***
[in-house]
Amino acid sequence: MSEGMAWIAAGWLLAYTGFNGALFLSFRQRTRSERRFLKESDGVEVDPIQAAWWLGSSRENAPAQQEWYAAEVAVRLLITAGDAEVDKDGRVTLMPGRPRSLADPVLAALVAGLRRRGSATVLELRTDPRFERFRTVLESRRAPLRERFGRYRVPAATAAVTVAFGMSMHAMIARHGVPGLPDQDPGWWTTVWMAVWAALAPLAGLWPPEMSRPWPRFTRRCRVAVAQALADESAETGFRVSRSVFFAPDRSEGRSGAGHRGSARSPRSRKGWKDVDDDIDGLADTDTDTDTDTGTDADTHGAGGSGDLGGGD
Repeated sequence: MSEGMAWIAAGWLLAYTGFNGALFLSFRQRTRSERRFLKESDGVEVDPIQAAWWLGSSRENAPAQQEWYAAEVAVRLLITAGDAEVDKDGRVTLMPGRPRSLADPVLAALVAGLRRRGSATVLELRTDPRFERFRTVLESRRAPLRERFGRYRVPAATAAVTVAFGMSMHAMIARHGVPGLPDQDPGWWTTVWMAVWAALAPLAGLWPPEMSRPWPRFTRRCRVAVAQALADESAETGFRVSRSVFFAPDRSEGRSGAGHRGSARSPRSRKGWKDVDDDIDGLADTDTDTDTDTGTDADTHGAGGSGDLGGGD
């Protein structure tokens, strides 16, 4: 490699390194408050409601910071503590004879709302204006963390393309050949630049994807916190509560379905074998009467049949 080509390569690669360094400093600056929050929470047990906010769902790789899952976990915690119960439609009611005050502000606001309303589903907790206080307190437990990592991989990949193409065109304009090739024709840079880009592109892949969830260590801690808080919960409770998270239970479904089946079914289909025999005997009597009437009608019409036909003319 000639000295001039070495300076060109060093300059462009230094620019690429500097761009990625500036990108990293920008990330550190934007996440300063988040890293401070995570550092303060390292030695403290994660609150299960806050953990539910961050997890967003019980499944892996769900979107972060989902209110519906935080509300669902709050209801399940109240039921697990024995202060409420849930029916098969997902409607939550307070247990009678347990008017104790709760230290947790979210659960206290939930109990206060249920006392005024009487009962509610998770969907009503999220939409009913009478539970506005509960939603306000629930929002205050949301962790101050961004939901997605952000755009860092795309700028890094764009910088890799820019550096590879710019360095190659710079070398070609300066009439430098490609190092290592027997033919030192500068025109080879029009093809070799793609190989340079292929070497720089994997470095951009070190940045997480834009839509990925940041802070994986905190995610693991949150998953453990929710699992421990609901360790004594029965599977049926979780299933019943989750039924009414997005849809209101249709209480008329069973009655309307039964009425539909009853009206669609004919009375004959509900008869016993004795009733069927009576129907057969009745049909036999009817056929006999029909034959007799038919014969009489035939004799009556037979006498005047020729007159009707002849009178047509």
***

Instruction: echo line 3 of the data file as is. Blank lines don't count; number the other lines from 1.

Repeated sequence: MSEGMAWIAAGWLLAYTGFNGALFLSFRQRTRSERRFLKESDGVEVDPIQAAWWLGSSRENAPAQQEWYAAEVAVRLLITAGDAEVDKDGRVTLMPGRPRSLADPVLAALVAGLRRRGSATVLELRTDPRFERFRTVLESRRAPLRERFGRYRVPAATAAVTVAFGMSMHAMIARHGVPGLPDQDPGWWTTVWMAVWAALAPLAGLWPPEMSRPWPRFTRRCRVAVAQALADESAETGFRVSRSVFFAPDRSEGRSGAGHRGSARSPRSRKGWKDVDDDIDGLADTDTDTDTDTGTDADTHGAGGSGDLGGGD